Facing Stanford that clear, sunny January 1st was a team that provided both a mirror image and a stark juxtaposition. The top-ranked, unbeaten Ponies were also at the height of their program’s historical powers. And SMU also featured two all-America selections — left halfback Bobby Wilson and powerful left guard J. C. Wetsel. Like Stanford, SMU had only recently parted ways with a legendary coach. After three conference championships in thirteen seasons and an 84-44-23 record Ray Morrison had returned home to coach his alma mater, Vanderbilt, the preceding year. Morrison’s successor, Madison “Matty” Bell would achieve a 79-40-8 mark through twelve seasons, including a perfect 12-0 regular season his first year. Bell, a Fort Worth native, had played for tiny Centre College in Kentucky, and had coached at TCU and then Texas A&M prior to taking the SMU job. Bell led his team past his former employer TCU and its great star Slingin’ Sammy Baugh in a 20-14 thriller to clinch the Rose Bowl berth. Both TCU and SMU employed offensive styles that the New York Times called:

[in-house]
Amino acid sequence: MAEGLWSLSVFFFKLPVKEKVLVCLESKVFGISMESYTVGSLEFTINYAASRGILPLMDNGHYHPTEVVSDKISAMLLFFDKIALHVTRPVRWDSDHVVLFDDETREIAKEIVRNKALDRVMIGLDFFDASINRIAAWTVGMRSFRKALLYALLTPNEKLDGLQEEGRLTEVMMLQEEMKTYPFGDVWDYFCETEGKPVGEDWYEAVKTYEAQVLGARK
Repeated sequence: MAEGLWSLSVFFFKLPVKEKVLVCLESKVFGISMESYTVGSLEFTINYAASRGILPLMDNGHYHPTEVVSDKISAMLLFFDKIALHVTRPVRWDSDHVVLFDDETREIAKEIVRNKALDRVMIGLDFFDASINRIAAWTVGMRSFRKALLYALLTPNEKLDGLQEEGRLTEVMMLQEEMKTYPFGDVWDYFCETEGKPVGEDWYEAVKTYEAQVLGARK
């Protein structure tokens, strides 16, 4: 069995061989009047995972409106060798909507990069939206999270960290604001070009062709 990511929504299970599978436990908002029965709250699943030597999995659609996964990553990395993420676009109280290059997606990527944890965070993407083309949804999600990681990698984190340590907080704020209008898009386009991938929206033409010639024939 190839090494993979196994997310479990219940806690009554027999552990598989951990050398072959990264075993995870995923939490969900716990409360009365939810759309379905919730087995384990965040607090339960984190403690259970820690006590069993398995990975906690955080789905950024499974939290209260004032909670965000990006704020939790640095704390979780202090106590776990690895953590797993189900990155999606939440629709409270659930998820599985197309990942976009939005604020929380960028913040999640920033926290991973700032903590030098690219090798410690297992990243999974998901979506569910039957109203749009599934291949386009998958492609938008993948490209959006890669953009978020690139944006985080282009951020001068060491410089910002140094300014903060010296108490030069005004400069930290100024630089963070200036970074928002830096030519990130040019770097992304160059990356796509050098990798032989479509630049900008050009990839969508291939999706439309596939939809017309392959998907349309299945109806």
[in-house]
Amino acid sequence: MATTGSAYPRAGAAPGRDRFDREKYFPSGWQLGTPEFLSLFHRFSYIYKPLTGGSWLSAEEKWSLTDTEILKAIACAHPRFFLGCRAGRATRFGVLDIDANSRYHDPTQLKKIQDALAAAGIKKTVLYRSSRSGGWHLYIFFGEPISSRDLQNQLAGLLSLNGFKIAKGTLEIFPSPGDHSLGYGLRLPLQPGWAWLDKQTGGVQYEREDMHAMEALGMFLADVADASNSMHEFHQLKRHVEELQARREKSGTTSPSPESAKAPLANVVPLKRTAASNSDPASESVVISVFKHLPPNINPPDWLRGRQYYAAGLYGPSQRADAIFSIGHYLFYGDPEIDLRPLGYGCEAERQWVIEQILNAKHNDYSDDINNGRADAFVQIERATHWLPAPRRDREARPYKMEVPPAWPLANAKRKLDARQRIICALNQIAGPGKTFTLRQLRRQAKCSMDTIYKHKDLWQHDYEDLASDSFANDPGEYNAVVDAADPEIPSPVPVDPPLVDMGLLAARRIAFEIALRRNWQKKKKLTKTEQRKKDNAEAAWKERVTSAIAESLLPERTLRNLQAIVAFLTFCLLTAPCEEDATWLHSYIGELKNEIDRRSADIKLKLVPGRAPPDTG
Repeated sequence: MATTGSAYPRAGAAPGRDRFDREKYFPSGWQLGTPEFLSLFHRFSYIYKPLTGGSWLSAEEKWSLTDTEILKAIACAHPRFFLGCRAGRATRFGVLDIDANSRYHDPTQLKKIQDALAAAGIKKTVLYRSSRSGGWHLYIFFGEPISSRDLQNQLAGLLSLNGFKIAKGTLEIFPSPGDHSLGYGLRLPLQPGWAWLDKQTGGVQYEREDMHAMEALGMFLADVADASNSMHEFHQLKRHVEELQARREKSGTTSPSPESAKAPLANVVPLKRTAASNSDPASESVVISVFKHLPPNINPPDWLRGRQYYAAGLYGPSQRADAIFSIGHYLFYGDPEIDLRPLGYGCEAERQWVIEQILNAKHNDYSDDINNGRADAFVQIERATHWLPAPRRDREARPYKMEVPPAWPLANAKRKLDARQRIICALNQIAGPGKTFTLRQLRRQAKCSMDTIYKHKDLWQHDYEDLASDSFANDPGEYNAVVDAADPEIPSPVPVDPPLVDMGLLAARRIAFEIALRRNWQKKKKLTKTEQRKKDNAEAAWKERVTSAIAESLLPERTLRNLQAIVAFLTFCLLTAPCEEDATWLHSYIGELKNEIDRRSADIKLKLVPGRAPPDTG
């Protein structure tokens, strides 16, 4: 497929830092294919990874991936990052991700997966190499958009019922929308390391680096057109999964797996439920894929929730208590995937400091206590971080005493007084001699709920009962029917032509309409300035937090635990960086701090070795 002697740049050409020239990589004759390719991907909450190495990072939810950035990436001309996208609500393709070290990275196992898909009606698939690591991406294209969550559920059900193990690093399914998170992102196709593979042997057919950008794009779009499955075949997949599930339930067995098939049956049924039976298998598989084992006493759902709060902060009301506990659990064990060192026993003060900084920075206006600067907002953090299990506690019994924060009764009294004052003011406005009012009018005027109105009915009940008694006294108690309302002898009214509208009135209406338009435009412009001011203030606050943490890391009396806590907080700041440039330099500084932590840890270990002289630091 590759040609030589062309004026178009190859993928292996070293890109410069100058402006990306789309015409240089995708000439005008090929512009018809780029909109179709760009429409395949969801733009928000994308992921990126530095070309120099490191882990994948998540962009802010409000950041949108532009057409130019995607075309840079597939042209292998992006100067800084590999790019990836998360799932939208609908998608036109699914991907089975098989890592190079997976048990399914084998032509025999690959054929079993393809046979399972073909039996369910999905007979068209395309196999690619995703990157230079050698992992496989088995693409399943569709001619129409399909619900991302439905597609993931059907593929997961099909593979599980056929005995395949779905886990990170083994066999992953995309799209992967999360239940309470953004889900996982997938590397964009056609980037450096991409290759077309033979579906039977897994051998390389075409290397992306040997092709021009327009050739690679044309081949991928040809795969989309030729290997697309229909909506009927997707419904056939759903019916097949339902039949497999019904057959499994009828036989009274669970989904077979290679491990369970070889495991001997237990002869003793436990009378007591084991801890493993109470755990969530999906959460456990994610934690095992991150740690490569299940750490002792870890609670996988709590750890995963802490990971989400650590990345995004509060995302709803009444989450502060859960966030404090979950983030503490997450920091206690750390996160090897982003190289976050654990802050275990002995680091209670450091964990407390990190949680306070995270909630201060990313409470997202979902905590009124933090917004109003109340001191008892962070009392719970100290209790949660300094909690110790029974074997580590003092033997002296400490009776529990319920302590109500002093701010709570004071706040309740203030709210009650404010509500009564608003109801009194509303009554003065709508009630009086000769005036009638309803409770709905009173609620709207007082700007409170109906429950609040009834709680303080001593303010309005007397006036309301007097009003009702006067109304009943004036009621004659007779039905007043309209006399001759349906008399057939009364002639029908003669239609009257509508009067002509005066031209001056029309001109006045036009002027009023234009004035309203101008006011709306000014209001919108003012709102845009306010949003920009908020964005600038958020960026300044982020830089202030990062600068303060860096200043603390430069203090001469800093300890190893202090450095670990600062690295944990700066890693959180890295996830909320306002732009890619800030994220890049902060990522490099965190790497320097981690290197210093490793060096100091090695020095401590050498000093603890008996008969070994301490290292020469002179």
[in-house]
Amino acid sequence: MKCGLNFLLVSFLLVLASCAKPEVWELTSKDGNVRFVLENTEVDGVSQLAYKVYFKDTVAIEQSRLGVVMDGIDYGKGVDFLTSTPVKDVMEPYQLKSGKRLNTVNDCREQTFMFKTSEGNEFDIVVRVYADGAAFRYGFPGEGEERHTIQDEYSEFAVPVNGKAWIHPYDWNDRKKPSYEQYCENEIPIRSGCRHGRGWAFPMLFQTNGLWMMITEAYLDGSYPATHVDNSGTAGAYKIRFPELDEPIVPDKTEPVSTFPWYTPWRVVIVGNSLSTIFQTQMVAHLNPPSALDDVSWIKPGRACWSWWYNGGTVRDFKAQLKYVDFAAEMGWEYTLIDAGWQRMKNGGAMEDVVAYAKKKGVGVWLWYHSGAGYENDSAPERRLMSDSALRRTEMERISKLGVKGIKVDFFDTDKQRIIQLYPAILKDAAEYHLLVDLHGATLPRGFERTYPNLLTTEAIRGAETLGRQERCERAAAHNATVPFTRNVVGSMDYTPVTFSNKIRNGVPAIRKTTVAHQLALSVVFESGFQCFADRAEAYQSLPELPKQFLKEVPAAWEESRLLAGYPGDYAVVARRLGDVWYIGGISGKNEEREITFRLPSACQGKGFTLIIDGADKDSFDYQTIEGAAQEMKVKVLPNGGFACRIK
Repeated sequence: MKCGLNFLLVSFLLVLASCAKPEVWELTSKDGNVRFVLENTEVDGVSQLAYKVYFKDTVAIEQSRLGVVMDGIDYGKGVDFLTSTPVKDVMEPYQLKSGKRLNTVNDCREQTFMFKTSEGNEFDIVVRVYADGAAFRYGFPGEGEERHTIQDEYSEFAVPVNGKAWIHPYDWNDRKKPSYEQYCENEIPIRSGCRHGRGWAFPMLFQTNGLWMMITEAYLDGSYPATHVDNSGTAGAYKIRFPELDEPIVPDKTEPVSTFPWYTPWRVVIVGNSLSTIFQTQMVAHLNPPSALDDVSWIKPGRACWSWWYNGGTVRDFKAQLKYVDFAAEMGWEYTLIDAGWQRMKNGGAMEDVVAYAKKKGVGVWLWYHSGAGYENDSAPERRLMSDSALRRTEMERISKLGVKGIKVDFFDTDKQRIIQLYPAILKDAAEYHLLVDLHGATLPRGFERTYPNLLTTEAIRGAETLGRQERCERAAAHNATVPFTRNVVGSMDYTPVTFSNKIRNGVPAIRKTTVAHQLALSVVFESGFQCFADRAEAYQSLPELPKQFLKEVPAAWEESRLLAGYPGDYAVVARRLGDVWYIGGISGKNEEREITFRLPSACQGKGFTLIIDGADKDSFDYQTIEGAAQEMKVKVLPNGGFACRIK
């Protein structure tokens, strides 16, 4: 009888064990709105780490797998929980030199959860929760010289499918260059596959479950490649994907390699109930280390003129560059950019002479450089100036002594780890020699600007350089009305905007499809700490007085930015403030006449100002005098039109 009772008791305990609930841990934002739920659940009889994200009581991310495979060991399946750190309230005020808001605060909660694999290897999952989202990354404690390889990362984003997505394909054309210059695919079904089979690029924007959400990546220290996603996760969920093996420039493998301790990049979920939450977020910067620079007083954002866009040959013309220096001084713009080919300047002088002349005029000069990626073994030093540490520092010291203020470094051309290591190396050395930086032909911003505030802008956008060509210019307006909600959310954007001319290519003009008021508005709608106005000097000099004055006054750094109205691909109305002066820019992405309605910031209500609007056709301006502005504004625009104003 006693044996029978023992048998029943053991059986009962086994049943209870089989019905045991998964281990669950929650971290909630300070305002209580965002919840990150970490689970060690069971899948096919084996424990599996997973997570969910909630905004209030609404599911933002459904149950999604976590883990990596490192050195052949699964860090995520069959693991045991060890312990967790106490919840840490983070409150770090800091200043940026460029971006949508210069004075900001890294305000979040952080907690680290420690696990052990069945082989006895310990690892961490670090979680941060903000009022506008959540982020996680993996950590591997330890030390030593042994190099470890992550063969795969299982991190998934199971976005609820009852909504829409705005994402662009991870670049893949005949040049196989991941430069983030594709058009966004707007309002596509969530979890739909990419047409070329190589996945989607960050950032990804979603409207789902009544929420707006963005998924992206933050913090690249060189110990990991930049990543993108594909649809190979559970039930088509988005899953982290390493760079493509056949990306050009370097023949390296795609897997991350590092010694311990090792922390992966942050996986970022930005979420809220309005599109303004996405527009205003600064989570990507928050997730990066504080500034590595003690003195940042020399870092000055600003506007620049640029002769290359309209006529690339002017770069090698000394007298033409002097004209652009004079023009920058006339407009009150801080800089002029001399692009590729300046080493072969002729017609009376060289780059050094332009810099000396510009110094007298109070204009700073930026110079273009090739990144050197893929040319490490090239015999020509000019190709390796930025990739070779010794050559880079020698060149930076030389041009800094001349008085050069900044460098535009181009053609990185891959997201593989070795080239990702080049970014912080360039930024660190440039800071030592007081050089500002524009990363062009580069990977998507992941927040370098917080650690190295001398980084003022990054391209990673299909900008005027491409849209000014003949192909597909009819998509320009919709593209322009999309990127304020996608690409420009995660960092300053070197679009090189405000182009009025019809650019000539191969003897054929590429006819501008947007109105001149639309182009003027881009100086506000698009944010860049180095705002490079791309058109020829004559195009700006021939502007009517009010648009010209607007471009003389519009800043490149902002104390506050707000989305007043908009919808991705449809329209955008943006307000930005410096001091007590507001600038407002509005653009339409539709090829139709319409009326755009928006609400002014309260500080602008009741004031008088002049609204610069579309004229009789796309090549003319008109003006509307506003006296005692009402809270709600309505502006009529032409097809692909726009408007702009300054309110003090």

“…the wide open style of play that has been increasingly adopted in all sections except the west coast.”